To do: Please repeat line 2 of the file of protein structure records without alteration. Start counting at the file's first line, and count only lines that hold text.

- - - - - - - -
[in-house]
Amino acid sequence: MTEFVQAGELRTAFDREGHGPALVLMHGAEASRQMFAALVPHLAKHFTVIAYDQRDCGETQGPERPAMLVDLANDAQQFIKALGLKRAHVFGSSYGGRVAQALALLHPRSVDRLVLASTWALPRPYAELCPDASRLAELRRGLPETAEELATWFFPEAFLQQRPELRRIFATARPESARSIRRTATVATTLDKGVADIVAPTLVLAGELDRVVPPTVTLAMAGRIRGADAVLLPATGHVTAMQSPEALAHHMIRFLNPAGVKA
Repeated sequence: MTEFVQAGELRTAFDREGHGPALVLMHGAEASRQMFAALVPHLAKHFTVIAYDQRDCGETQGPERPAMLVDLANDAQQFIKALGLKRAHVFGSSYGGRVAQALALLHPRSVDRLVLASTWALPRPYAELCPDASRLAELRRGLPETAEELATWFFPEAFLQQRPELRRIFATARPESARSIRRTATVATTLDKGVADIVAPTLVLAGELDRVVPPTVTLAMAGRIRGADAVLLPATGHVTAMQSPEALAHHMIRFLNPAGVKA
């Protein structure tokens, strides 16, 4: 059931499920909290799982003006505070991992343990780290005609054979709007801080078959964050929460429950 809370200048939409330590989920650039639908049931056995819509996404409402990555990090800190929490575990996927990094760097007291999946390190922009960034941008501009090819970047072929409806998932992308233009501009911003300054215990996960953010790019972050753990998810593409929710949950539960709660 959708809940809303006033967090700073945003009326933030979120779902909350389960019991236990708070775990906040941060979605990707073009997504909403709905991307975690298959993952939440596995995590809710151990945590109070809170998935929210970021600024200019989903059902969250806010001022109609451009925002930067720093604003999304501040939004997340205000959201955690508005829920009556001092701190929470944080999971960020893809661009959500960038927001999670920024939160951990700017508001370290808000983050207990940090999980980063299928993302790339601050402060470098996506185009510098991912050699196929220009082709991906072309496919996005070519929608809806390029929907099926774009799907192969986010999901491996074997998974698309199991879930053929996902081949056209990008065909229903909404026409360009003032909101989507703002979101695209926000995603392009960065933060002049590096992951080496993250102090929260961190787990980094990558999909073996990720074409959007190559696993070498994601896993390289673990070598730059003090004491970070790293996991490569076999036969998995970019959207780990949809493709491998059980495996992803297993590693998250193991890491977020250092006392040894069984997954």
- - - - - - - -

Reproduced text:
Amino acid sequence: MTEFVQAGELRTAFDREGHGPALVLMHGAEASRQMFAALVPHLAKHFTVIAYDQRDCGETQGPERPAMLVDLANDAQQFIKALGLKRAHVFGSSYGGRVAQALALLHPRSVDRLVLASTWALPRPYAELCPDASRLAELRRGLPETAEELATWFFPEAFLQQRPELRRIFATARPESARSIRRTATVATTLDKGVADIVAPTLVLAGELDRVVPPTVTLAMAGRIRGADAVLLPATGHVTAMQSPEALAHHMIRFLNPAGVKA